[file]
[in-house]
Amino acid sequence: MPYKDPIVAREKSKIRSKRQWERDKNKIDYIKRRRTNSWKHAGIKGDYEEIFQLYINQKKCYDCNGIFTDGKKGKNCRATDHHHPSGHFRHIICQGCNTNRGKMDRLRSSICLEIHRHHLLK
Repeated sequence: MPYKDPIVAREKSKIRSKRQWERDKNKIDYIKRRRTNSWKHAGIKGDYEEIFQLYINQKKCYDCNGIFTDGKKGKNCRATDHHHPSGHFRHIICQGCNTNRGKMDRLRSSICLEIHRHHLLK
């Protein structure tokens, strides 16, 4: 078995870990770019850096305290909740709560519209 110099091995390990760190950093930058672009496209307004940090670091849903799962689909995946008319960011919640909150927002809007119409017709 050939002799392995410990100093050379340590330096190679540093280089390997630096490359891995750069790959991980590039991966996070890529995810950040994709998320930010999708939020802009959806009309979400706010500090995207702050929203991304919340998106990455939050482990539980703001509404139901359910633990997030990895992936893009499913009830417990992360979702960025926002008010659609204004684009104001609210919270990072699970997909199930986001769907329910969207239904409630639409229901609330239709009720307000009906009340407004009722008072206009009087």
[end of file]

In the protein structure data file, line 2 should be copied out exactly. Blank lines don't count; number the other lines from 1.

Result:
Amino acid sequence: MPYKDPIVAREKSKIRSKRQWERDKNKIDYIKRRRTNSWKHAGIKGDYEEIFQLYINQKKCYDCNGIFTDGKKGKNCRATDHHHPSGHFRHIICQGCNTNRGKMDRLRSSICLEIHRHHLLK